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Aalto University (2021)

Hydrological analysis of stepped pools in Roman Palestine

Aarnio, Niko

Titre : Hydrological analysis of stepped pools in Roman Palestine

Askelmallisten altaiden hydrologinen analyysi Rooman valtakunnan Palestiinassa

Auteur : Aarnio, Niko

Université de soutenance : Aalto University

Grade : Master’s Programme in Water and Environmental Engineering (WAT) 2021

In the areas of present-day Israel, Palestine and Jordan, archaeologists have discovered hundreds of stepped pool structures believed to have served as early Jewish ritual purification baths. Most of these pools date back to the Early and Middle Roman periods. An important part of the studies of the ancient stepped pools is their apparent abandonment around the 1st and 2nd centuries CE. So far, a shift in climate has remained an unexplored theory to explain the observed decline.

In this study, the effects of climatic conditions on a stepped pool were inspected by building a rainwater harvesting model to describe the water fluxes in and out of the pool. Because the stepped pools were assumed to be closely connected to household level water management, the model included a secondary water storage for other household water needs, called the surplus storage, in addition to the stepped pool storage. To obtain concrete results, the model was applied for two case study pools that were studied through a set of climate and pool use scenarios using 30 years of modern climate data.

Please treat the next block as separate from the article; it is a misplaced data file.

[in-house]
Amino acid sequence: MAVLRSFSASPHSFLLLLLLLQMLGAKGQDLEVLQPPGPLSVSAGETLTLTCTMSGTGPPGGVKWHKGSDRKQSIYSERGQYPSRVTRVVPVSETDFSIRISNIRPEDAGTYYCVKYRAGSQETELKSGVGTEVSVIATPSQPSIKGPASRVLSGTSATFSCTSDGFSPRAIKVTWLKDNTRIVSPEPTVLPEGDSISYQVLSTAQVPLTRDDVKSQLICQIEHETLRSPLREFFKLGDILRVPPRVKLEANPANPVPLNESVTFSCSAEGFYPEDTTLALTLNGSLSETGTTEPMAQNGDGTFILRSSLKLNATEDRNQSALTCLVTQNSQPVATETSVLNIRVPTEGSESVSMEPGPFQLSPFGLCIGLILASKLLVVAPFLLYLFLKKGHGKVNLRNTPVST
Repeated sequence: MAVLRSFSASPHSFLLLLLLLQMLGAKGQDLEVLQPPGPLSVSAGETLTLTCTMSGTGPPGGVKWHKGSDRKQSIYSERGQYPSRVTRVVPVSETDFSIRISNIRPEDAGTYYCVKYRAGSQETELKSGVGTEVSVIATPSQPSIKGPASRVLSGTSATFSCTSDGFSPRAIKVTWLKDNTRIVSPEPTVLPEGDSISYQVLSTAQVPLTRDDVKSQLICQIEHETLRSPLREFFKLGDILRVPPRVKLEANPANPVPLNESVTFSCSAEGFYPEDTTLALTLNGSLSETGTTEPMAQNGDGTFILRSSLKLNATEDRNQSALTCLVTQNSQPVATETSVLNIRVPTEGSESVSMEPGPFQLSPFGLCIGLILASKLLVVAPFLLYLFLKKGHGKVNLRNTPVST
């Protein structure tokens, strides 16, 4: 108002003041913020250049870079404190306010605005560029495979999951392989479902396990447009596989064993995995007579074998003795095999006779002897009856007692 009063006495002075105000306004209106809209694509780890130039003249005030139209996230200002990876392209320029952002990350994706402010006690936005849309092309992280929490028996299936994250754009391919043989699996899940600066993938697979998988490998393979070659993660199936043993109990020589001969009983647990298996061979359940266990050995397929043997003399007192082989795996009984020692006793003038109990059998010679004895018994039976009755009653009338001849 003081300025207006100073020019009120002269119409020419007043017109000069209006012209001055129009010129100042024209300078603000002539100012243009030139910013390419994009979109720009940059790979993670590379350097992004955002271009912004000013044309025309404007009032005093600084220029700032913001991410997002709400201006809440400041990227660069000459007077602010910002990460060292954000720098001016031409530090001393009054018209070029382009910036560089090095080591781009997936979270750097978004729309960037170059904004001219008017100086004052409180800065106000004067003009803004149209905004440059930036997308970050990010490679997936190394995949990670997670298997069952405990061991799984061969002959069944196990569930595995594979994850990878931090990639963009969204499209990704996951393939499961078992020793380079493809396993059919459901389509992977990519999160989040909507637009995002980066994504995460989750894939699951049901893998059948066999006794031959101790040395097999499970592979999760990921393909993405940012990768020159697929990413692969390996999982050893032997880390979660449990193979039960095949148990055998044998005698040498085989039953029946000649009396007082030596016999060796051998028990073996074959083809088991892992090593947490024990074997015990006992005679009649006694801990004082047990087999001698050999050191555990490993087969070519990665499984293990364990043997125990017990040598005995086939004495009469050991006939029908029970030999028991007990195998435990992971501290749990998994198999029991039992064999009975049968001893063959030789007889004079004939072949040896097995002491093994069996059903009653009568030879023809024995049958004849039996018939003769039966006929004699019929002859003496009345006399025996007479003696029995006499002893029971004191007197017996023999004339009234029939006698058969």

The results suggest that since the pools were often small in volume, they could be kept consistently usable even in drier years or a generally more arid climate, if they were highly prioritized. In the scenarios where the pools were managed more dynamically with the other water resources of a household, they became unusable in late summer in several years, indicating that with the assumed water sources and consumption, the household could not support both the pool and daily water use through years drier than average. In the arid climate scenario, water resources of the household were notably smaller compared to the more humid scenario, which reduced the usable months by ca. 2 months in the dynamic use scenarios.

The results highlight the need to study the stepped pools through household level water management. The harvested rainwater was used also for other household needs, presumably in volumes greater than was needed to upkeep the pool. Consequently, the accuracy of the contextual parameters, such as water consumption rate of a household member, should be prioritized in future studies


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